The Department for Work and Pensions (DWP) has launched a consultation on the draft regulations and policies for the authorisation process and supervisory regime for master trust pension schemes.
The consultation, which will run until 12 January 2018, is seeking views on proposed draft regulations that will introduce an authorisation and supervision framework for master trust pension schemes under the Pensions Scheme Act 2017. This will mean that master trust pension schemes will be required to apply for and receive authorisation in order to operate.
Under the draft regulations, The Pensions Regulator (TPR) will be responsible for the authorisation and supervision process. TPR will assess potential master trust schemes against set criteria including that the persons involved in the scheme are fit and proper persons, the scheme is financially sustainable, that each scheme funder meets specific requirements, the systems and processes used to run the scheme are sufficient to ensure effective operations, and that the scheme has an adequate continuity strategy.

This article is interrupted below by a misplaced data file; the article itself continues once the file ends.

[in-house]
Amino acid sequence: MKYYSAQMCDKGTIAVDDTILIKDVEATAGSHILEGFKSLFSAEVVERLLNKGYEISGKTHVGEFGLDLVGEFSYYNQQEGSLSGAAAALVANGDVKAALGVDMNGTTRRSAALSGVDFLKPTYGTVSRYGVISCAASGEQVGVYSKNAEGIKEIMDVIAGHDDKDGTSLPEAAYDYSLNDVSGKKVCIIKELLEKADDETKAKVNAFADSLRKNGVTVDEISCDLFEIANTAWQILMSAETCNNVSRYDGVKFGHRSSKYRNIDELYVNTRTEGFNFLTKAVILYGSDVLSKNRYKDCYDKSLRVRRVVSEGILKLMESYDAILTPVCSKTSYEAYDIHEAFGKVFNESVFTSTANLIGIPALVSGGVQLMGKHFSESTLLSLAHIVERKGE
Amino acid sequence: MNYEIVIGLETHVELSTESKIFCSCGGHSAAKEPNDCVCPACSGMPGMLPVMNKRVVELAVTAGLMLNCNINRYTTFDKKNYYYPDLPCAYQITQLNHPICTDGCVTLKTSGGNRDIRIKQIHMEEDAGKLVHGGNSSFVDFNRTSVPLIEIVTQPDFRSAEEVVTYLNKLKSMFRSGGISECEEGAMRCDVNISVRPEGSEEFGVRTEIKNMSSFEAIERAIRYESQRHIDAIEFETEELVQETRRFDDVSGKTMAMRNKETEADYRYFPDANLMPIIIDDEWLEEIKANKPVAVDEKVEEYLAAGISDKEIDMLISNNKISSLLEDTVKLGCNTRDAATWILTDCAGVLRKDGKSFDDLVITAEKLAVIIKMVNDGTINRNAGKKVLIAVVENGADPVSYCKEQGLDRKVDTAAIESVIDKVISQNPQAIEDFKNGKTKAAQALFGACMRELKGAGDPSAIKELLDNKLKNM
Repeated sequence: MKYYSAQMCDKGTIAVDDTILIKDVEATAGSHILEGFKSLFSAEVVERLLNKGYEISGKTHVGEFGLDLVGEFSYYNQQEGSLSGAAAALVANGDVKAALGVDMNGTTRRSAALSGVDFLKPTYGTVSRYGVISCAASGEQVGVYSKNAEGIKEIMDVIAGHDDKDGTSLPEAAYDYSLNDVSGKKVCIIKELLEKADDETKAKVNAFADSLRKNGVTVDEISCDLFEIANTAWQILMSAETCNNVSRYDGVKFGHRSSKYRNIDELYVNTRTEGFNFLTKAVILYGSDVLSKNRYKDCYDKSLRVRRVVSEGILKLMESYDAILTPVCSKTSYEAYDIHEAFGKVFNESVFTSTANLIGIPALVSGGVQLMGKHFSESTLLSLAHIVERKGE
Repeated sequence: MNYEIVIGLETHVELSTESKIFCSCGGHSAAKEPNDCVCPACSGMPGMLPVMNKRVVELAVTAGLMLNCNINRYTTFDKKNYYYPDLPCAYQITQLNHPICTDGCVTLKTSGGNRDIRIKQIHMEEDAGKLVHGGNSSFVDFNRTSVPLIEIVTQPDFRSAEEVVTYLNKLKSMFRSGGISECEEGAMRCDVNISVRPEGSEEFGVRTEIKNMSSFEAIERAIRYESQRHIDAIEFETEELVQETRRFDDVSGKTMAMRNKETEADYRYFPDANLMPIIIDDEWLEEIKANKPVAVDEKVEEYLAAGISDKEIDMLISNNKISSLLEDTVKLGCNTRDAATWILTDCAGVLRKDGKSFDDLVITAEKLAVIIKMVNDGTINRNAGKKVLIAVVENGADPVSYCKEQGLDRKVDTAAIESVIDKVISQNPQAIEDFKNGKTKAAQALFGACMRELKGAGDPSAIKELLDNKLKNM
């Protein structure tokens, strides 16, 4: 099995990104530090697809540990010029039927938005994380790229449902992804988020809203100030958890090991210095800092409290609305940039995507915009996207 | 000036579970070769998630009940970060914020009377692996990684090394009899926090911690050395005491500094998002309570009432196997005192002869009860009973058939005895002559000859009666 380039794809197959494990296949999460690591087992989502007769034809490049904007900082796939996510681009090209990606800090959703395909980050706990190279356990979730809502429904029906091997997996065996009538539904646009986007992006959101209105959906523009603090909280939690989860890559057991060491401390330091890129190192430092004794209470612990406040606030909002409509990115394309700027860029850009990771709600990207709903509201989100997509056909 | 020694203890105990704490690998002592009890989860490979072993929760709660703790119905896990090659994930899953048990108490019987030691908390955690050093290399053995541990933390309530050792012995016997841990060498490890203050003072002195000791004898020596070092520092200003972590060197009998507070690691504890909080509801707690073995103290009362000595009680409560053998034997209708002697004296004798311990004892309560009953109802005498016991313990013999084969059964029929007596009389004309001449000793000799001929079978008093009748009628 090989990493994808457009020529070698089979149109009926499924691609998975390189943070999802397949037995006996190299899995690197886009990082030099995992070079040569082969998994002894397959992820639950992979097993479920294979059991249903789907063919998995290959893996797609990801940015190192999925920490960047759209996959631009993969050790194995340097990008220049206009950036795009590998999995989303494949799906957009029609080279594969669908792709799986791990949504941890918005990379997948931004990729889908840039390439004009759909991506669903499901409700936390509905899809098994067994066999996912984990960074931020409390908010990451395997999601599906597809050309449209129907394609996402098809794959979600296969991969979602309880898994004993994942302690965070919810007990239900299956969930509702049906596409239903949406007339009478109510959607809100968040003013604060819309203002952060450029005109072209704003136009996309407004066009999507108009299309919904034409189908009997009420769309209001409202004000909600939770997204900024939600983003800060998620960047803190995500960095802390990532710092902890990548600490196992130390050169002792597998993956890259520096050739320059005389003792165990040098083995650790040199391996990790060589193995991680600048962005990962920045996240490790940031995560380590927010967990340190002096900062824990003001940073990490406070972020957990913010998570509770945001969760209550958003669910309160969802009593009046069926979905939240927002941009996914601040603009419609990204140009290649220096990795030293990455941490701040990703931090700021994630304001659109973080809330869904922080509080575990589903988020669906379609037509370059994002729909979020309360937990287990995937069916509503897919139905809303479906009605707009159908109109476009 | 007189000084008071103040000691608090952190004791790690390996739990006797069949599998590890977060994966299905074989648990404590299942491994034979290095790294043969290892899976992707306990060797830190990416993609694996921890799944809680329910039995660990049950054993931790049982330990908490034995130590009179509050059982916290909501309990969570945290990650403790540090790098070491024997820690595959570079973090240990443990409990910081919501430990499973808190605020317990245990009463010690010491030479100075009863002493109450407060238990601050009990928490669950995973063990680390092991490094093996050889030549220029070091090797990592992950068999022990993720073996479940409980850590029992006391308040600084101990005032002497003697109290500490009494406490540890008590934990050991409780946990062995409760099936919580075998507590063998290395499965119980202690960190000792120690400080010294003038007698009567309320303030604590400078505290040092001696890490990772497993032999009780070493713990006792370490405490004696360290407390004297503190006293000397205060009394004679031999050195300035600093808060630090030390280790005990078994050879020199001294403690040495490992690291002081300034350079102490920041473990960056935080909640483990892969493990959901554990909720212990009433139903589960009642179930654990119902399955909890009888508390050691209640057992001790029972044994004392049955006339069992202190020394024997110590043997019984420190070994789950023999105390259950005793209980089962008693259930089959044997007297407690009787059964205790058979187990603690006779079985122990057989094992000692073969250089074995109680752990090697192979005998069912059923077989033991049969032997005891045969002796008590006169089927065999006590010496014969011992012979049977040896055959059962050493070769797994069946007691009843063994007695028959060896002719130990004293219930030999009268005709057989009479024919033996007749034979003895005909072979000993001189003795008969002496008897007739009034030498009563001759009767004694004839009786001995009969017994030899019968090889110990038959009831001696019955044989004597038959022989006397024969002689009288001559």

The draft regulations propose that master trust schemes that do not apply for authorisation or do not meet the authorisation criteria will be required to transfer its members to another pension scheme before winding up the master trust arrangement. Schemes that are at risk of falling below the set standards will be required to address any areas of concern or members will need to be transferred out of the master trust scheme, and the scheme closed.
The suggested draft regulations aim to ensure that members of master trust schemes have equivalent protections to members in other types of pension schemes, and that any risks specifically related to master trust arrangements’ financial resilience and visibility, such as scheme size and scope, lack of employer engagement, and diverse business models, are proportionately and proactively regulated.
TPR will consult on its code of practice and publish operational guidance in the upcoming months in order to clarify what it expects to see from master trust schemes in order to meet and maintain the new authorisation criteria. It will also make clear the expectations on a master trust scheme when it is faced with significant change, or experiences problems that puts members’ interests at risk.